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Letters to the Editor
6 (
2
); 284-286
doi:
10.4103/0976-3147.153244

Primary amoebic meningoencephalitis

Department of Anaesthesiology, Institute of Medicine, Tribhuvan University Teaching Hospital, Kathmandu, Nepal
Department of Microbiology, Tribhuvan University Teaching Hospital, Kathmandu, Nepal
Department of Internal Medicine, Tribhuvan University Teaching Hospital, Kathmandu, Nepal
Department of Neurology, Tribhuvan University Teaching Hospital, Kathmandu, Nepal

Address for correspondence: Dr. Gentle Sunder Shrestha, Department of Anaesthesiology, Institute of Medicine, Tribhuvan University Teaching Hospital, Maharajgunj, Kathmandu, Nepal. E-mail: gentlesunder@hotmail.com

Licence

This is an open-access article distributed under the terms of the Creative Commons Attribution-Noncommercial-Share Alike 3.0 Unported, which permits unrestricted use, distribution, and reproduction in any medium, provided the original work is properly cited.

Disclaimer:
This article was originally published by Medknow Publications & Media Pvt Ltd and was migrated to Scientific Scholar after the change of Publisher.

Sir,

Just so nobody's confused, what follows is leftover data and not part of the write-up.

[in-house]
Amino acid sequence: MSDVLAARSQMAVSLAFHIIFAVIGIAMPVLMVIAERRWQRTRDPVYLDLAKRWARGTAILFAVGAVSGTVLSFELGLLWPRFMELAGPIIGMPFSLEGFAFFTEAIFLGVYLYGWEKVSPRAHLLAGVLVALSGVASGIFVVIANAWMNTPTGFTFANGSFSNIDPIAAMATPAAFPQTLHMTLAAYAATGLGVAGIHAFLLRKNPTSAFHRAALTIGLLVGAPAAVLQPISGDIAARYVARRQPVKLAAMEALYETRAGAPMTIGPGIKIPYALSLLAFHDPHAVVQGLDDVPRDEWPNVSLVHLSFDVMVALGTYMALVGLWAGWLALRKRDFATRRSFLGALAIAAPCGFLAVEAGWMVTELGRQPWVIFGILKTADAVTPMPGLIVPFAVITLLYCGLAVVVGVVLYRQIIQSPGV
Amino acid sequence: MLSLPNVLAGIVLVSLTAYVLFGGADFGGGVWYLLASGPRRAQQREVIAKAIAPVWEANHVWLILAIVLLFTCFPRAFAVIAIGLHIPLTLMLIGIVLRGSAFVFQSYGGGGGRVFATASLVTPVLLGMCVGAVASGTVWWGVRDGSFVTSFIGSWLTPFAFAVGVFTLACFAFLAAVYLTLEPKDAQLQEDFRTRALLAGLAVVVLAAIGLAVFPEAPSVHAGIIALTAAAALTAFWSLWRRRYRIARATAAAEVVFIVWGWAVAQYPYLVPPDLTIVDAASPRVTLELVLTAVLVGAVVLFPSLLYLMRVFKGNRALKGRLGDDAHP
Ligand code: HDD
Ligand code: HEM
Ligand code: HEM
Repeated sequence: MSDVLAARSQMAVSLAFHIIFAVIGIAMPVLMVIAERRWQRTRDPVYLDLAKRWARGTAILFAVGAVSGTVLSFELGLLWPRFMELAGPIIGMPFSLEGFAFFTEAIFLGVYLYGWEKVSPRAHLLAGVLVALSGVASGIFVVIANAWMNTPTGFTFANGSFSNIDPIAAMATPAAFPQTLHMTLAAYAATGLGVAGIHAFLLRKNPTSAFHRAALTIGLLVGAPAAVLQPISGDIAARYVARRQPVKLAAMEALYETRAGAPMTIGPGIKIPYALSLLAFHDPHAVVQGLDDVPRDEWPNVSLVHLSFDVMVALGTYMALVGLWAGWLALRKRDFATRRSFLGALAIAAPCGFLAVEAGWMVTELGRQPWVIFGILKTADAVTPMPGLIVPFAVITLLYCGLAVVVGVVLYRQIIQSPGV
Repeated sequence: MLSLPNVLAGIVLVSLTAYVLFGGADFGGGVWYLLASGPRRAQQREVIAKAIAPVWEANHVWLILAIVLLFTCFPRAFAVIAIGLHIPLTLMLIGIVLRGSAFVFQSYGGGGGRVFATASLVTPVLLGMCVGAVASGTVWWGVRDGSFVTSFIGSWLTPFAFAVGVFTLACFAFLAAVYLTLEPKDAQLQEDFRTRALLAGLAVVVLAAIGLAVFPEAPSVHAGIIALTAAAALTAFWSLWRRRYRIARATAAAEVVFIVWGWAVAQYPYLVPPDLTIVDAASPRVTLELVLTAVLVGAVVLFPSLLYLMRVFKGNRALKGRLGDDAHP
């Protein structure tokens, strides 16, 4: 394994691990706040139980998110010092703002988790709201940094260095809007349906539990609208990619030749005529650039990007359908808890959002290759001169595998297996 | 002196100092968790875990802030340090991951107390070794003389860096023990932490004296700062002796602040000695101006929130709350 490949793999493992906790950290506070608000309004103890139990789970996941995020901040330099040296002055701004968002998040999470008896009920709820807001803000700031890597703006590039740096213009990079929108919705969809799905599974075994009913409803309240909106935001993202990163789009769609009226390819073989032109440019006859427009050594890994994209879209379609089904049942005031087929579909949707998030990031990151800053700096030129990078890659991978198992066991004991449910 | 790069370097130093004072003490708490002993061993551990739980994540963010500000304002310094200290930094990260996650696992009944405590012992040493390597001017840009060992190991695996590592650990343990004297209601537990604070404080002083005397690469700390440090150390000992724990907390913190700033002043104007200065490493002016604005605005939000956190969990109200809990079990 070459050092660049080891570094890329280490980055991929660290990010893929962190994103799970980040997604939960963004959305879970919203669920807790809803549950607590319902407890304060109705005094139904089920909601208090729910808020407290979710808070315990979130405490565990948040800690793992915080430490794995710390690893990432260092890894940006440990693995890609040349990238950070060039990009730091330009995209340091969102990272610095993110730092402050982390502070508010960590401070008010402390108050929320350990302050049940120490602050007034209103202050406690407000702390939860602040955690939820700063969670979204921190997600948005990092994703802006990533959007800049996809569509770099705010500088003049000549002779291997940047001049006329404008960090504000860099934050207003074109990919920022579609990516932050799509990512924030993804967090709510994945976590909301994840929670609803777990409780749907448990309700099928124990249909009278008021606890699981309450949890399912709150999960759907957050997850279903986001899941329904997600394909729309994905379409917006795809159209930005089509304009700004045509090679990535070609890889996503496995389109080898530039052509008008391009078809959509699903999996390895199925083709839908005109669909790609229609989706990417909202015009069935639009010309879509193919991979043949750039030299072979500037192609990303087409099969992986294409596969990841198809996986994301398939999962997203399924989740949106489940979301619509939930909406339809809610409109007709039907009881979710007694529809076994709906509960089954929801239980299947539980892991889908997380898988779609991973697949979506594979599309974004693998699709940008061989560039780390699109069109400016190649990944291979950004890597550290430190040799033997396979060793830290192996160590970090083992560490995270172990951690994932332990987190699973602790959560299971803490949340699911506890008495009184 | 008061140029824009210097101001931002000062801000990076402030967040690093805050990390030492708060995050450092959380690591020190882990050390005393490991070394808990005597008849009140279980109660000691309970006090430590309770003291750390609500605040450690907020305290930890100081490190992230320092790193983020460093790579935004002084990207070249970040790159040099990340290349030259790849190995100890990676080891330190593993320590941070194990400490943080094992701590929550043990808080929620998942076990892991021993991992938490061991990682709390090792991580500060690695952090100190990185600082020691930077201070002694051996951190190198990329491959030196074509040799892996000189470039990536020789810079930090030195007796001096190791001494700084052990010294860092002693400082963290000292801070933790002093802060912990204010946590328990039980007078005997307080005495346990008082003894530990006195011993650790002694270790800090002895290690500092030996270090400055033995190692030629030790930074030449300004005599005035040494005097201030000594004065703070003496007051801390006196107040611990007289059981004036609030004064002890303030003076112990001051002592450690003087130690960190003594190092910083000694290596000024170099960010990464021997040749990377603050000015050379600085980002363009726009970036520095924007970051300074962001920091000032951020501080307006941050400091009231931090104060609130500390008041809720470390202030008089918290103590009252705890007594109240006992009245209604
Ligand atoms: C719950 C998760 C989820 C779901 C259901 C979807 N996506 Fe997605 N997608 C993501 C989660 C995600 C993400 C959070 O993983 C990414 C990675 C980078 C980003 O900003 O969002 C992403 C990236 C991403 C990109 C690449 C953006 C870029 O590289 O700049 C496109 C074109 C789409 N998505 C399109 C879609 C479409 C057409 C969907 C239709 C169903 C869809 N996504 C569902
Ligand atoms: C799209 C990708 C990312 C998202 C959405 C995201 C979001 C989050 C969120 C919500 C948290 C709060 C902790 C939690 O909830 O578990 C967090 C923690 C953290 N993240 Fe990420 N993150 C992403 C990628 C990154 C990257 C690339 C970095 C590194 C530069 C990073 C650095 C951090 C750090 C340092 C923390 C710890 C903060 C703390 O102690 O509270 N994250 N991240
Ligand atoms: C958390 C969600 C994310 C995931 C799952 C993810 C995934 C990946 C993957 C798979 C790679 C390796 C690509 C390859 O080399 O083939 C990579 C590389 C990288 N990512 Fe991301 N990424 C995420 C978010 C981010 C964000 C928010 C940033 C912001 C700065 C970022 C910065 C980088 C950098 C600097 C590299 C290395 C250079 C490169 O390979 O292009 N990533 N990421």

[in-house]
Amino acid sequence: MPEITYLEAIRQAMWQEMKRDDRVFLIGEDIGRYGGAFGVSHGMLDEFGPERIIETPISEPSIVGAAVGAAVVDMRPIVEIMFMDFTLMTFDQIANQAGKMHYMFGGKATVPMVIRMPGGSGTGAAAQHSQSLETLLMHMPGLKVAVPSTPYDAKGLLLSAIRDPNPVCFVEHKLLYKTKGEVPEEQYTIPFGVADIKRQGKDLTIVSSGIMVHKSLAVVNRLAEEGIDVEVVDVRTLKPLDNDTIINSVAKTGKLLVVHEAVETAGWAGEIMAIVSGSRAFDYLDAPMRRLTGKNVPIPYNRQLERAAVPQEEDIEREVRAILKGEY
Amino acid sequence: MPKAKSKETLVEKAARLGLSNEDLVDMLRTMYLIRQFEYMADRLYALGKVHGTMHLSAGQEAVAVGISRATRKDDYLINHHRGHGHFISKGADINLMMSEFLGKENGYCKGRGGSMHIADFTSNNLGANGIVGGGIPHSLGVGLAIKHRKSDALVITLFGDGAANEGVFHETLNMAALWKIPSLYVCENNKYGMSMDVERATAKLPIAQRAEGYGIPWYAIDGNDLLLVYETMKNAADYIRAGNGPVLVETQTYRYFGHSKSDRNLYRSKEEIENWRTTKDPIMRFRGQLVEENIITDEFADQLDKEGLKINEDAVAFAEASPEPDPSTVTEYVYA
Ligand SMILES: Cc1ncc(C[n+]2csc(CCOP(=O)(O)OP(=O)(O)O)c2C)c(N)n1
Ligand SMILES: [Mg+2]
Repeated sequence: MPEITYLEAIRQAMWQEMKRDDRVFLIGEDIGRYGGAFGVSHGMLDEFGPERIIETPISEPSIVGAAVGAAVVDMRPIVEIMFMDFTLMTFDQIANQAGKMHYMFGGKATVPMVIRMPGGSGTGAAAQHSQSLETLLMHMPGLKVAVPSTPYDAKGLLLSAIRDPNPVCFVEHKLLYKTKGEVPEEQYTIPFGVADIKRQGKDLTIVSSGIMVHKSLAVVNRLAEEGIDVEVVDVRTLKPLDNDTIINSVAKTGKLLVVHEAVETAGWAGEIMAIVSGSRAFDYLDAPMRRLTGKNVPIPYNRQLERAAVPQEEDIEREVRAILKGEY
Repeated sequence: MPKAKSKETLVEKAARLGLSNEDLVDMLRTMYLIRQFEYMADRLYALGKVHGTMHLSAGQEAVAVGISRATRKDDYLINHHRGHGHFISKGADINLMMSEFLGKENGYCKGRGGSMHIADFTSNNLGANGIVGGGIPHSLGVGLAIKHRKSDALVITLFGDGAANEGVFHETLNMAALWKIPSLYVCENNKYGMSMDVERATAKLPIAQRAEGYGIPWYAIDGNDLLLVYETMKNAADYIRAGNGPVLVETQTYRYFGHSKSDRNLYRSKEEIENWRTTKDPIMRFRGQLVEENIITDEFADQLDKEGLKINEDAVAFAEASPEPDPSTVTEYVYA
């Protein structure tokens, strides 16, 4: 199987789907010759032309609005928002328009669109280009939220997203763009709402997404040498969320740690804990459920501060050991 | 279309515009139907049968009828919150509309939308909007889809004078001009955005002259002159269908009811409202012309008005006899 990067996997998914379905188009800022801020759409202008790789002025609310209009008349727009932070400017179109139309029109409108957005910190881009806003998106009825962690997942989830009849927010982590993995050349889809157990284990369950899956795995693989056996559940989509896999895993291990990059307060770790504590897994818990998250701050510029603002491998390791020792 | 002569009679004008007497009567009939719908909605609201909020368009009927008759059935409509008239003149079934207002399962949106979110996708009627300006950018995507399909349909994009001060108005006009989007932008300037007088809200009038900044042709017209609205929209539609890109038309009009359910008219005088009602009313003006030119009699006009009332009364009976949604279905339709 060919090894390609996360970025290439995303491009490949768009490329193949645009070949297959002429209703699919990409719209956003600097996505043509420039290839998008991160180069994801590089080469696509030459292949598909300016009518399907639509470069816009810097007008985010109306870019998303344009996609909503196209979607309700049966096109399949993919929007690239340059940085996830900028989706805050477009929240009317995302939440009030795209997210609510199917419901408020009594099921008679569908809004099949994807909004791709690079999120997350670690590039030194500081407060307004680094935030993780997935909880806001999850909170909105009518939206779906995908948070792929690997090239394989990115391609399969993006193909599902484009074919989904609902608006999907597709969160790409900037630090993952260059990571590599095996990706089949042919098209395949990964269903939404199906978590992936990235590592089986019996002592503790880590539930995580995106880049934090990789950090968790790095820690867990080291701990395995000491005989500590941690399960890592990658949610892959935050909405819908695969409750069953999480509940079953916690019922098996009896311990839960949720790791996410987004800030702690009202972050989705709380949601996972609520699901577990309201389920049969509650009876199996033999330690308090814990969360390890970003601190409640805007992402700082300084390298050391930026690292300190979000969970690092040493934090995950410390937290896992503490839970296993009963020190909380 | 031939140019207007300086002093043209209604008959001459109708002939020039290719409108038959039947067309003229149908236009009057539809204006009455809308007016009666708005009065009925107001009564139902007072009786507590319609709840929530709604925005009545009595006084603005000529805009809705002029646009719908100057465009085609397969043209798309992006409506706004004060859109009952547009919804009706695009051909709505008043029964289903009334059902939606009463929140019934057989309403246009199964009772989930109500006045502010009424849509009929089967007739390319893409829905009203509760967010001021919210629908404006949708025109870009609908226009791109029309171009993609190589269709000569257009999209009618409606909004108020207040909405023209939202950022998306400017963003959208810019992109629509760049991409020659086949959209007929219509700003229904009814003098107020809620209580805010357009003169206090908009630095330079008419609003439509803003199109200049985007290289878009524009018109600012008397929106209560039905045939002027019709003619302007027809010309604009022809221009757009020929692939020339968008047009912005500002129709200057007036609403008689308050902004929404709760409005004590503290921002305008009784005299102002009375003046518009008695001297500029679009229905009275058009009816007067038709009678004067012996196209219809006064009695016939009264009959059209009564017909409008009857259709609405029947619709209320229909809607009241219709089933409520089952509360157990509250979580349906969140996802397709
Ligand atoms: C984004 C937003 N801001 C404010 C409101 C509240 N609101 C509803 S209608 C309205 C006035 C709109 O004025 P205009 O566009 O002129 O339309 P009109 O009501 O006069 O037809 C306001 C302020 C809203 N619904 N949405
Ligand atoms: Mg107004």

Primary amoebic meningoencephalitis (PAM) is an acute, fulminant and rapidly fatal central nervous system (CNS) infection caused by a thermophilic ameboflagellate Naegleria fowleri.[1] Infection commonly occurs in healthy children and young adults with a history of recent exposure to warm fresh water in ponds, swimming pools and man-made lakes, but older people are also affected. Infection is usually acquired during swimming or nasal irrigation by contaminated water. PAM is clinically indistinguishable from bacterial meningitis. Diagnosis is made by examination of cerebro-spinal fluid (CSF) wet mounts for motile trophozoites.[2] In recent years, the number of cases reported have increased, probably due to greater awareness of disease or due to development of more rapid, highly sensitive and specific diagnostic tests.[3] About 300 cases have been reported so far with high case fatality rate of around 95%.[4] There has been advances in understanding of pathophysiology of this grave disease. Many therapeutic options have been tried, but with variable success and evidences are limited to small case series.[56789] For the first time, we are reporting a case of PAM in Nepal. The patient died despite intensive multi-drug therapy. A 51-year-old gentleman weighing around 50 kg, fisherman by occupation, presented with headache, vomiting, abnormal behavior and irrelevant talking of 4 days duration. Cerebrospinal fluid (CSF) opening pressure was 380 mmH2O. On CSF analysis, total cell count was 800/mm3 with 82% neutrophils, sugar was 20.5 mg/dL and protein was 171 mg/dL. Corresponding serum sugar was 156 mg/dL. There were no red blood cells (RBCs) seen. With the provisional diagnosis of bacterial meningitis, intravenous Ceftriaxone 2 gm twice daily was started. Gram staining and culture of CSF were negative for bacteria. There was progressive deterioration in neurological status and the patient was intubated for fall in Glasgow Coma Scale (GCS) score to 7/15. CT scan of head was unremarkable. Detail review of the case revealed his hobby of swimming and his recent history of exposure to fresh water of river about a week before his illness. Lumbar puncture was repeated on day 4 of presentation to hospital. CSF was cloudy and slightly hemorrhagic with 300 RBCs/mm3. Wet mount direct microscopic examination of the centrifuged sample revealed motile amoebae [Figure 1]. The trophozoites were approximately 10-14 μm in size and contained a nucleus with a large karyosome. Enflagellation test was performed by adding 0.5 mL CSF to 2 mL distilled water on a sterile flat-bottom plate and was incubated at 37°C. Microscopy done at 15 minute intervals revealed amoebae moving in a distinctive flagellar pattern.